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This experimental book by New Zealand poet, playwright and author Courtney Sina Meredith pushes the envelopes, writes Victor Billot.
TAIL OF THE TANIWHA
Courtney Sina Meredith
By VICTOR BILLOT
Promoted as a short story collection, this book is more of an experimental text, made up of an interconnected series of 18 pieces by young New Zealand poet, playwright and author Courtney Sina Meredith.
She has described her writing as an"ongoing discussion of contemporary urban life with an underlying Pacific politique'' and this is a more concise definition than anything I could come up with.
The physical setting shifts from London and Berlin, to Auckland and the Pacific. Competing for attention is a fluid complexity of voices and shifting perspectives. Many bear the standard markers of the globalised Generation Z, overeducated and underemployed, yet these Urbanesian argonauts still remain enmeshed in extended families and cultural expectations, part of several worlds, yet belonging to none.
Ironic conversations between wisecracking cultural workers in the Auckland art scene contrast with naturalistic narratives of Polynesian island life and surrealistic, dreamlike streams of consciousness. The author is fond of ambiguity and playful language, and the text on the page is also manipulated, with the use of colour and novel typography.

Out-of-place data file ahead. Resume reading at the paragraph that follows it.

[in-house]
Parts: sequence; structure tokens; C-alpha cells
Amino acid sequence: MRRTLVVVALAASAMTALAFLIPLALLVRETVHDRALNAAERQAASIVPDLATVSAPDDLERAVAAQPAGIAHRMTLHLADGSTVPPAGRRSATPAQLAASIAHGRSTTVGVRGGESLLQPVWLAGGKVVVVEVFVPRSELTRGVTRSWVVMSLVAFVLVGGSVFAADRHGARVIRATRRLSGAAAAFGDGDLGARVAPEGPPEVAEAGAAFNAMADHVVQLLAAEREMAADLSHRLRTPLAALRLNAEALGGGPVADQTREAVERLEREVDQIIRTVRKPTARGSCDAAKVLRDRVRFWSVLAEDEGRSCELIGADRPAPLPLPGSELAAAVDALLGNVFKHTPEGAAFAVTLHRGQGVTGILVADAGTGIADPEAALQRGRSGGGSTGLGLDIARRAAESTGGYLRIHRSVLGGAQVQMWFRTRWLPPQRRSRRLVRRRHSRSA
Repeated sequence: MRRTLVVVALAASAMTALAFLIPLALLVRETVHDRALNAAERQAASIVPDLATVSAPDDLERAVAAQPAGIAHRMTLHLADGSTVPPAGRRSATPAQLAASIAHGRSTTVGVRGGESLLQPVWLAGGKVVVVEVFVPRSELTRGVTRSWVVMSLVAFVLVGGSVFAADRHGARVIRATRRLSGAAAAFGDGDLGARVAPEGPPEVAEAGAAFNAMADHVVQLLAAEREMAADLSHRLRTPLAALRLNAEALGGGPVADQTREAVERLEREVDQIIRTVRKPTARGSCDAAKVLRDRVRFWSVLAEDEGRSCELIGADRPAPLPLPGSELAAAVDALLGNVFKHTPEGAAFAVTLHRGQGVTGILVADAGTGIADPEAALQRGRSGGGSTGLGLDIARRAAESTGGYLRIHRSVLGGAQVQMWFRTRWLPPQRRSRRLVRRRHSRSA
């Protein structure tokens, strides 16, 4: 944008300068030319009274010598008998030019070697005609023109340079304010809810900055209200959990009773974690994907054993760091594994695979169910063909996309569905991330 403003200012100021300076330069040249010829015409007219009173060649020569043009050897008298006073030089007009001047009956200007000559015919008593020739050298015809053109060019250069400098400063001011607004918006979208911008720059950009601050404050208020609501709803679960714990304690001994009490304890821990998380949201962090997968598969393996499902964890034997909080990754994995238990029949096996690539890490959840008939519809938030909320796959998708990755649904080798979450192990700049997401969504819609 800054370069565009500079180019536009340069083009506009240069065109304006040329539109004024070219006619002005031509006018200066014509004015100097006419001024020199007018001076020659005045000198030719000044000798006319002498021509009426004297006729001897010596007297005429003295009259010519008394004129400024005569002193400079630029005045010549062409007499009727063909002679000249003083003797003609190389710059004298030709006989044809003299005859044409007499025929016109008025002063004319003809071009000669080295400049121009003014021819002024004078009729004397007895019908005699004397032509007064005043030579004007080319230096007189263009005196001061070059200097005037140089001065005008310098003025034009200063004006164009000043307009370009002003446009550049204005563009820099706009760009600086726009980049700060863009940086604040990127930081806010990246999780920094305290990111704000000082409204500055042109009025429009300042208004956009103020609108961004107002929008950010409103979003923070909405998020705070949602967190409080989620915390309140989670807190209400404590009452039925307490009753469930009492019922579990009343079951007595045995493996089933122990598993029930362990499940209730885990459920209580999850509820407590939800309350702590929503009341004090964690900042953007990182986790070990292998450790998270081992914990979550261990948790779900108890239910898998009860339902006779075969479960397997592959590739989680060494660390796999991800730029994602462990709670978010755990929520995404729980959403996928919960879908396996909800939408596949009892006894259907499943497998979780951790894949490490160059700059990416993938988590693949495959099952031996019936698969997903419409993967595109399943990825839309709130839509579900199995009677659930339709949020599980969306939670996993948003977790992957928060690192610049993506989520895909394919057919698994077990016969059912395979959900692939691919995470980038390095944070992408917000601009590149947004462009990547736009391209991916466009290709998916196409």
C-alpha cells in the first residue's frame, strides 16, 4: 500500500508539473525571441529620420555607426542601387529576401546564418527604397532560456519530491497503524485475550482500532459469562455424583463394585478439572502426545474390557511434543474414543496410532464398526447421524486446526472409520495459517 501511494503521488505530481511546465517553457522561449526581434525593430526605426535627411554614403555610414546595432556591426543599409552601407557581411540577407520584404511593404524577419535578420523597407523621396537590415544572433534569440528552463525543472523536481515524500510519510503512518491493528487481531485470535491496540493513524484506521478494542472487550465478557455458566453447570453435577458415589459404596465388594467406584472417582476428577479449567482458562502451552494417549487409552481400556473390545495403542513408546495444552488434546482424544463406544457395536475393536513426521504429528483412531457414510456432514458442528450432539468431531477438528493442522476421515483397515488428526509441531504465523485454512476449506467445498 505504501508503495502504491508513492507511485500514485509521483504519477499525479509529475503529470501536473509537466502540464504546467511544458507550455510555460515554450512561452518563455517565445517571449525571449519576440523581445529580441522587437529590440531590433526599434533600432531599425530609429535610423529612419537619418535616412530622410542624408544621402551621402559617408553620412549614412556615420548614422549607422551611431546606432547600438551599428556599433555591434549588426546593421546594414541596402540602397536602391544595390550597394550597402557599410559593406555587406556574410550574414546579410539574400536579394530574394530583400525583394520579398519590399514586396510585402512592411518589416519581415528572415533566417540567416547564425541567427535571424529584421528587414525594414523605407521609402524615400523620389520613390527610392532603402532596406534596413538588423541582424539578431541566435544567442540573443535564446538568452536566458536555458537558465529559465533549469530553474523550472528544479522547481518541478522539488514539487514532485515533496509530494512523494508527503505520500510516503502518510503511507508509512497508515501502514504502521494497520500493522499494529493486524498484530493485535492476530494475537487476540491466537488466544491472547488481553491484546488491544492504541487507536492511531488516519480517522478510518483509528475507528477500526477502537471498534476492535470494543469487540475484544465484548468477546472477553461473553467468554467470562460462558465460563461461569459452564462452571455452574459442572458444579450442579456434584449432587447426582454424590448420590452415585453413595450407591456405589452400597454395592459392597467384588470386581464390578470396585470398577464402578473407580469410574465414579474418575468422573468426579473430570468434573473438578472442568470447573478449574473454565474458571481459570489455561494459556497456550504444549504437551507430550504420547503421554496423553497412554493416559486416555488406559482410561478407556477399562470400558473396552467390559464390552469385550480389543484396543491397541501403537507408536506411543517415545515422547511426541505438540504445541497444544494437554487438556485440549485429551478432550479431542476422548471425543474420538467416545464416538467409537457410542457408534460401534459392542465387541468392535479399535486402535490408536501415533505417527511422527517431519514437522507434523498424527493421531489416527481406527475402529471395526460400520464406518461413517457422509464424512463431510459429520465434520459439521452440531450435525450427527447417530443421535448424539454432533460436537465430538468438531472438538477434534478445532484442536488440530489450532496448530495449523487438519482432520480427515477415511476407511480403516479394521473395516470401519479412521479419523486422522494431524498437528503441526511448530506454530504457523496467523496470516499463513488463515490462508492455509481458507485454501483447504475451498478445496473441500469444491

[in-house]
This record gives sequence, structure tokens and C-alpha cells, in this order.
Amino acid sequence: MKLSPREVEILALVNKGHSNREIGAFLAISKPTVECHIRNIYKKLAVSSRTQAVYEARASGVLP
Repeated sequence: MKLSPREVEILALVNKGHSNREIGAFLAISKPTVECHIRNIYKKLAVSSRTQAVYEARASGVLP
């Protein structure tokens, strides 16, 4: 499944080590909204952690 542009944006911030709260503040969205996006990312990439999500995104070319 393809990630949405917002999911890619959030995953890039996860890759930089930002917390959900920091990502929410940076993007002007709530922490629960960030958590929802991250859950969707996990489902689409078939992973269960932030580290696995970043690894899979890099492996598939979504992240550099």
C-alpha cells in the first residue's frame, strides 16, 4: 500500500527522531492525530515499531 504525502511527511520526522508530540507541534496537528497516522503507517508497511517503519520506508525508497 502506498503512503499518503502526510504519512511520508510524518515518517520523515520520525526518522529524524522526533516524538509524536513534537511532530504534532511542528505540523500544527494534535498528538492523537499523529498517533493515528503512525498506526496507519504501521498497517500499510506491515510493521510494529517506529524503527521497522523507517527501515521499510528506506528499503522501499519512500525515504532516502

It's clever and knowing writing, experimental and different. The cleverness sometimes crowds out emotional veracity and the experiments don't always succeed, but that's what pushing the envelope is about. Meredith is a confident voice among the clamour of a new generation of New Zealand writers who are striking out in all directions.
As an endnote, it's worth mentioning this compact volume has a beautiful design and very high-quality production - publisher Beatnik Press should be congratulated.
Victor Billot is editor of The Maritimes, the magazine of the Maritime Union, and a Dunedin poet.